My Year of Flops Case File #29 Nothing But Trouble

My Year of Flops Case File #29 Nothing But Trouble

The highest praise Dan Aykroyd ever received was when Eric Idle said that of all the comic actors he's worked with Aykroyd was the only one worthy of being in Monty Python. Watching the first season of Saturday Night Live it's easy to see why he merits such hyperbolic praise. Before Phil Hartman and Will Ferrell, Aykroyd functioned as the comic glue that held Saturday Night Live together. Beyond his tongue-twisting virtuosity Aykroyd was an insanely versatile performer who could play any role and made every skit he appeared in better. When reading an oral history of John Belushi I was struck that the cast and crew of SNL viewed the loss of Aykroyd as a much bigger blow to the show than Belushi's departure. Everyone knew Belushi was gone as soon as Animal House became a phenomenon but Aykroyd seemed like a guy who could happily toil in the trenches of sketch comedy for at least a few more years.

Not surprisingly Aykroyd's film career got off to an auspicious start (once you throw movies like 1941 and Neighbors out of the equation, of course). Unlike Chevy Chase, Belushi or even Bill Murray, Aykroyd co-wrote many of his signature hits, particularly The Blues Brothers and Ghostbuster. So it seemed a logical next step for one of the sharpest comedy minds of the seventies and eighties to branch out into directing. Alas, Aykroyd's directorial debut, 1991's Nothing But Trouble in many ways marked the beginning of the end. In a desperate bid to reclaim stardom Aykroyd revisted past triumphs with the Coneheads movie and Blues Brothers 2000 but those flops only highlighted just how far Aykroyd had fallen.

As the nineties wore on Aykroyd's career increasingly entailed starring roles in films no one even knew existed (the no-doubt-hilarious 1996 Jack Lemmon Nazi-next-door-neighbor comedy Getting Away With Murder) and thankless supporting roles in forgettable mainstream schlock. Aykroyd is still capable of turning in the odd crackerjack supporting performance (Grosse Pointe Blank, House Of Mirth and Bright Young Things being three prominent examples) but it's become increasingly apparent that for fat, old Aykroyd kindly dad roles in crap like Crossroads are the rule, not the exception. Clearly the star of Loose Cannons and Exit To Eden deserves better.

Nothing But Trouble consequently serves as an unfortunate turning point in Aykroyd's career. As the film's director, screenwriter and star Aykroyd has only himself to blame for the film's spectacular failure.

Nothing But Trouble's plot taps into a fear common among wealthy Manhattan yuppies: that once they leave the cozy confines of the five boroughs inbred hillbillys will try to kill them for being wealthy Manhattan yuppies. In yet another virtuoso exercise in sleepwalking and energy consumption Chevy Chase plays a wealthy New York financial publishing titan who embarks on a road trip East as a way of getting closer to foxy lawyer Demi Moore. We know Moore is a smart, driven career girl because at one point she wears glasses.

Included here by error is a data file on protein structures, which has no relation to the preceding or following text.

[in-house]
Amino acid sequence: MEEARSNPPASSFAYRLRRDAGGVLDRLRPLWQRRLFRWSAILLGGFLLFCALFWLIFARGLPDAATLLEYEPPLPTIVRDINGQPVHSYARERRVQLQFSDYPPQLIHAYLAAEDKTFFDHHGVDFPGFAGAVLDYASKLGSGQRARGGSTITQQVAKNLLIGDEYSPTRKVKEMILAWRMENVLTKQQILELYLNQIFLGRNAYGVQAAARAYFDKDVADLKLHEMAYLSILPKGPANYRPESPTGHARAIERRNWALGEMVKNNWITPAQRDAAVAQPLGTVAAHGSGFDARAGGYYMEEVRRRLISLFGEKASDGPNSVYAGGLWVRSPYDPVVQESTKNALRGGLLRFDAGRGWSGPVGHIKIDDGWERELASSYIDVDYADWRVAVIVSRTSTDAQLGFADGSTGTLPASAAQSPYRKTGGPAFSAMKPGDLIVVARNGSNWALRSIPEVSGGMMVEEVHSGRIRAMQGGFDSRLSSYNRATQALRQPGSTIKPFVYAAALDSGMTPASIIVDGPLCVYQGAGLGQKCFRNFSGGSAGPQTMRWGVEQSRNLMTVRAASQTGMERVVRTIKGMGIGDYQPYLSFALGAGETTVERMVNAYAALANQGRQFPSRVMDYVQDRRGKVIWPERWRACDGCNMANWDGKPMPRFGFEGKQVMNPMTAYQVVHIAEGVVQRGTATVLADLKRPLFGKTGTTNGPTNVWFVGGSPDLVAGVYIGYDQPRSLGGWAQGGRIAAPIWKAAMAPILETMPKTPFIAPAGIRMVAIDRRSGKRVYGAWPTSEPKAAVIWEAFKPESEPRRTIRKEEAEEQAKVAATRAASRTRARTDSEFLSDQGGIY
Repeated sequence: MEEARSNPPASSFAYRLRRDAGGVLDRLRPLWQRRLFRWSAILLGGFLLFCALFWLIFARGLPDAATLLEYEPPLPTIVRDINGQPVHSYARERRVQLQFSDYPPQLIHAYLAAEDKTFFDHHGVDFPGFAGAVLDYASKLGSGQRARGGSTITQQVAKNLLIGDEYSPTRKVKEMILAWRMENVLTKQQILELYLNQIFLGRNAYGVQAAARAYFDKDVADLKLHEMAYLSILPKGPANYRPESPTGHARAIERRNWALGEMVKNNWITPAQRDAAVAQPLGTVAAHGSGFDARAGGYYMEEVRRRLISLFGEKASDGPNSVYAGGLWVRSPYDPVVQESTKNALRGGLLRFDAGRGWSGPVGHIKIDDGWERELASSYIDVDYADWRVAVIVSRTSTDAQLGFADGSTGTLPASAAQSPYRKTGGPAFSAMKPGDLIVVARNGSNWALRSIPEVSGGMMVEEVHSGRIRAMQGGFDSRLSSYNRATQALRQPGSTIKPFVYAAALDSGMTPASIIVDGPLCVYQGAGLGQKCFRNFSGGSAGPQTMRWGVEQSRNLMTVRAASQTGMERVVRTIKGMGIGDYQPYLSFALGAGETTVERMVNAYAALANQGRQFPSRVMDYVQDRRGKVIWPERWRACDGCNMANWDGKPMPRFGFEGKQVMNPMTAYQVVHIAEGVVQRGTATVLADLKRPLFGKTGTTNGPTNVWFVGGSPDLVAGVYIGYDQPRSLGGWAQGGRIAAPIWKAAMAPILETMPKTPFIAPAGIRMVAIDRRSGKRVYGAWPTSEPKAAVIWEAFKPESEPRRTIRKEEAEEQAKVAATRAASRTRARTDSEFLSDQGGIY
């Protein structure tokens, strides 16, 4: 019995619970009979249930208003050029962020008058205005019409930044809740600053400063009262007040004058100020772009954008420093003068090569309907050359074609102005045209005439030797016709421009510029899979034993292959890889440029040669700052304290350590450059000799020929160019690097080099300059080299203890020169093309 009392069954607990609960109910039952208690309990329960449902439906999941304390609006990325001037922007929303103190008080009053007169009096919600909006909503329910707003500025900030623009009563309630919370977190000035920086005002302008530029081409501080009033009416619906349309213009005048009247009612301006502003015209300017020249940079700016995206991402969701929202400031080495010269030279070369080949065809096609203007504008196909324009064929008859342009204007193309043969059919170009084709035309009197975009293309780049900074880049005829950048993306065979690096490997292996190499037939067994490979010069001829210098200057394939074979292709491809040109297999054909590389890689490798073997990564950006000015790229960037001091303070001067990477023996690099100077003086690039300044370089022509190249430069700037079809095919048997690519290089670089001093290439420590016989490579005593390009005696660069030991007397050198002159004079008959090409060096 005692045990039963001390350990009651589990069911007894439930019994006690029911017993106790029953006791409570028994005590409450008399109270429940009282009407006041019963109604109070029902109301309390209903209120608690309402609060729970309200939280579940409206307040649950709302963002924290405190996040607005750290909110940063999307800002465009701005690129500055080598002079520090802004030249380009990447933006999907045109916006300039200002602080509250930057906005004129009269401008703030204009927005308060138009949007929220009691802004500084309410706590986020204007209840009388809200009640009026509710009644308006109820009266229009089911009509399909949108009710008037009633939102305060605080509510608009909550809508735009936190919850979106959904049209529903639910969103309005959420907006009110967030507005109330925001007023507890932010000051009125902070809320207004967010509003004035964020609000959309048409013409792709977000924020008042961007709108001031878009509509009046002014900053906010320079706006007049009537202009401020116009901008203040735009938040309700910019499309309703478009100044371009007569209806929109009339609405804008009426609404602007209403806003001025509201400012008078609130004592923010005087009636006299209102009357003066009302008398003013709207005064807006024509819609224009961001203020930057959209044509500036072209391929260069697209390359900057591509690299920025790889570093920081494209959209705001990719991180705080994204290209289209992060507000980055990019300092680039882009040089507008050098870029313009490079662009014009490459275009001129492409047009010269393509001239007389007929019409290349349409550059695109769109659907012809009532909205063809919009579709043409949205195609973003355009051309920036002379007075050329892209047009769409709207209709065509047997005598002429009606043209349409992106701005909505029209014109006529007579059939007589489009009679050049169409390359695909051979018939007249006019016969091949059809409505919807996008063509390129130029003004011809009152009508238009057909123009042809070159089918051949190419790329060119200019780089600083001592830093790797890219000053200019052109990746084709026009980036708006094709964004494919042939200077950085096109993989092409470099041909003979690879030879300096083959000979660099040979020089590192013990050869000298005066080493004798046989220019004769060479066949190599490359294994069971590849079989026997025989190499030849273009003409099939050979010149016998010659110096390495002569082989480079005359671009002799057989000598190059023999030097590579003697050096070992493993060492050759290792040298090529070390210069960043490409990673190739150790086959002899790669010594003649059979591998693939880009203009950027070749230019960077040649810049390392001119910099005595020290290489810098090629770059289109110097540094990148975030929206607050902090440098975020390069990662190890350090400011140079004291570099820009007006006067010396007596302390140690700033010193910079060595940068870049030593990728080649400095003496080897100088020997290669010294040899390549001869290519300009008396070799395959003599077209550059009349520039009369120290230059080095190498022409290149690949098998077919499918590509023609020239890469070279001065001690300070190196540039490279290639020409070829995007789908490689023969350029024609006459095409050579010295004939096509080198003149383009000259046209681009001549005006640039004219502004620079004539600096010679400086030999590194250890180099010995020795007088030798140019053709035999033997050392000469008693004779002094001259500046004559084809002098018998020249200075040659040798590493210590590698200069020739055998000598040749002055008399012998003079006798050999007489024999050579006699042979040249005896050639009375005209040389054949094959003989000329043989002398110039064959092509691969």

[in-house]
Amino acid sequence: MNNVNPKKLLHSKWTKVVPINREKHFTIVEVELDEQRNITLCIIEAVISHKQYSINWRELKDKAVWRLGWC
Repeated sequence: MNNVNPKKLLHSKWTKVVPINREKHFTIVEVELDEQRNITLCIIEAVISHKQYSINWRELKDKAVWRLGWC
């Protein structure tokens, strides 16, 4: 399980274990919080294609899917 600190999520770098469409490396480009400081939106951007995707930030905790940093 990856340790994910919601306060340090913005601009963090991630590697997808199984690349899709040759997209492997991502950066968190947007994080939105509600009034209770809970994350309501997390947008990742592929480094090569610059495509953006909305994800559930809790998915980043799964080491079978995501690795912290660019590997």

Chase, Moore and the Brazilian minstrel-show double-act they're traveling with are stopped for speeding in a seemingly sleepy small town ruled with an iron fist by Dan Aykroyd's grotesque judge, a deranged old coot old enough to be Mr. Burns' great, great grandfather. Aykroyd presides over a towering haunted house/courtroom decorated with rotting debris "borrowed" from meddlesome out-of-towners whose corpses litter the many trap doors and secret chambers throughout Aykroyd's elaborate amusement-park-style torture chamber.

Chase soon finds himself warding off the unwanted advances of Aykroyd's mute daughter, played by John Candy in drag, while Moore searches for a way out. Chase turns in his usual low-energy, low-output performance here. If it were at all possible to do so, I very much suspect that Chase would deliver every performance while napping in a La-Z-Boy recliner.

The tragically misused Candy and Aykroyd here embody comic grotesques that amply live up to the second part of the comic-grotesque equation but come up short on the "comic" part. The only time I even came close to laughing during the entire film was when special guest stars Digital Underground (featuring a hanger-on who'd go on to a little bit of fame as 2Pac) refer to Aykroyd's abode as "Extremely Draculated". Aykroyd embraces icky prosthetics and repugnant make-up with the outsized glee of a virginal Fangoria subscriber but neglected to add "gags" to his constant gross-out attacks.

Watching Aykroyd fill every last molecule of the screen with stomach-churning ugliness is like watching a disturbed preteen boy proudly display a giant map of the U.S.A made entirely out of the internal organs of roadkill: no matter how much care and thought went into it it's still disgusting and pointless. Nothing But Trouble is the antithesis of a "hang out movie". Aykroyd here has lovingly, meticulously created a hideous, grotesque nightmare world nobody in their right mind would want to visit the first time around, let alone return to.

Failure, Fiasco or Secret Success?:Failure

Filed Under: Film

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